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Again, we were very fortunate. Where we lived had a phenomenal government program, called [an engineering company], where if you could not buy a support, and if they agreed, they would invent it for you. So one of the things that they invented—there was a woman there [and] we took advantage of it as grandparents—but one of the things they did is they made handicap accessible cribs and strollers. You cannot buy that.

So, we asked them to build us one because my daughter and her oldest son came to live with us for a while, and I didn’t want to have to get a babysitter if I was going out with my daughter if I didn’t have to. […] I mean to get a babysitter when there’s an adult in the house has its effect on everybody. So they created this crib for us. We bought the crib, they put it on stilts, the wheelchair went underneath and it opened with Plexiglas sideways. So, from the wheelchair you could pick up the baby, and there was no reason that my husband couldn’t care for this baby once he got him out of the crib. So that was one of the phenomenal things, the phenomenal experiences. I wish every province and every state had a government organization that did this.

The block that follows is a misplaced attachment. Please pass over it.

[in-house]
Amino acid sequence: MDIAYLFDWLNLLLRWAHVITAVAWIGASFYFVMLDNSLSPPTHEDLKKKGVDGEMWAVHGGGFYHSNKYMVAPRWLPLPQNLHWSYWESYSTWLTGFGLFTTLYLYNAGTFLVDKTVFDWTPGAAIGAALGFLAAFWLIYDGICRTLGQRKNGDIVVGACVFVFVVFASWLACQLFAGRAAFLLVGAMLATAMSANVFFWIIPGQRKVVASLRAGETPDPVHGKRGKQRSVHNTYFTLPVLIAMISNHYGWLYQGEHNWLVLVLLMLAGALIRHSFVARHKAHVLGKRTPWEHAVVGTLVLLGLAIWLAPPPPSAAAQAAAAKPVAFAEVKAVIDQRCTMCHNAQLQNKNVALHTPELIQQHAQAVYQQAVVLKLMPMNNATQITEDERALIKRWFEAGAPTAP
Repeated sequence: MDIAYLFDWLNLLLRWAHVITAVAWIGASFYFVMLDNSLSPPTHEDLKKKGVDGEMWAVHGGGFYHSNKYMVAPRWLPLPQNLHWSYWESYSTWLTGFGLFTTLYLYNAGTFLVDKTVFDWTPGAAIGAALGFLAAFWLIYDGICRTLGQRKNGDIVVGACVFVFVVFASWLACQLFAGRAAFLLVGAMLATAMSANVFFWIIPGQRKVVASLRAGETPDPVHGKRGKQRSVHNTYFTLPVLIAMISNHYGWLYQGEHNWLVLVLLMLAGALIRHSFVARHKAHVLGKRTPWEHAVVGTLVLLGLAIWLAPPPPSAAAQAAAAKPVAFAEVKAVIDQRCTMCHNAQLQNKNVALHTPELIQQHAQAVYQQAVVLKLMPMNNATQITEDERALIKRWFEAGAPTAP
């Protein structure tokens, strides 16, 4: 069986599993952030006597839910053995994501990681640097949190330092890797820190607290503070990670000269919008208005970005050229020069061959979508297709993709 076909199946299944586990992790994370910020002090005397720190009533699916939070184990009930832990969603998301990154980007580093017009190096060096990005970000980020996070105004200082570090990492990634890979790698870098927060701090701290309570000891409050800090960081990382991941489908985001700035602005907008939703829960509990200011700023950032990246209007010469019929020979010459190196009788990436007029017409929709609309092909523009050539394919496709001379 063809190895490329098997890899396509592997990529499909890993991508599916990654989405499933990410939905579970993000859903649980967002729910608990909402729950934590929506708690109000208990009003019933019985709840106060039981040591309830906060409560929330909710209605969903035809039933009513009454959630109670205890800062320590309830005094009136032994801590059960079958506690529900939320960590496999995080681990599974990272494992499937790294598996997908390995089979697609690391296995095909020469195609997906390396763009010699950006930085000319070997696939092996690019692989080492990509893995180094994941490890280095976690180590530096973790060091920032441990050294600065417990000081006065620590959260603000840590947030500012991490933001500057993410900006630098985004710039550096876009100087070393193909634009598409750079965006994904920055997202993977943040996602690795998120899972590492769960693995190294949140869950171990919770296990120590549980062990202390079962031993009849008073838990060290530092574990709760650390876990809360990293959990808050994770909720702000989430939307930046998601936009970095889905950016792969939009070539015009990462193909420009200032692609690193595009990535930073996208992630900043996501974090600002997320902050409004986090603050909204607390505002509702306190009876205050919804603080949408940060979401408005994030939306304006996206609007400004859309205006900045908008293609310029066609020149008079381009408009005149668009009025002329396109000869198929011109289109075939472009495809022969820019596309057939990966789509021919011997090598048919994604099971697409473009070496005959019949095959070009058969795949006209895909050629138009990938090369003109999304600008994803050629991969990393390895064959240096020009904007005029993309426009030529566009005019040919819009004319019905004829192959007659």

As my husband deteriorated, we had had our first—his first car was a Grand Caravan and it was accessible but he drove; he could transfer. As he could no longer transfer, the car became obsolete. We couldn’t afford—these are very expensive vehicles—we couldn’t afford to get another one and nobody could figure out how to do it. [The engineering company] in the end cut his wheelchair in half with 40 ball bearings. Put ball bearings on the drivers seat, it was just the base, so that he could pull up next to it and just move over and drive from it. It made such a difference in our life that he could still drive and I didn’t have to do all the driving. It made such a difference to him, and it made such a difference to the government in that he was employed.

What would we have done? Gone on disability? It is so short-sighted not to have these programs. You wind up needing mental health professionals, needing or going on disability or welfare. There is no reason if the only problem is getting where you’re going in order to work, on time. So, all these things are my pet peeves, all the things that I’m mentioning. It’s so important to see the bigger picture, the ripples. Again illness doesn’t just affect the person, it doesn’t just affect the family; it affects everybody.

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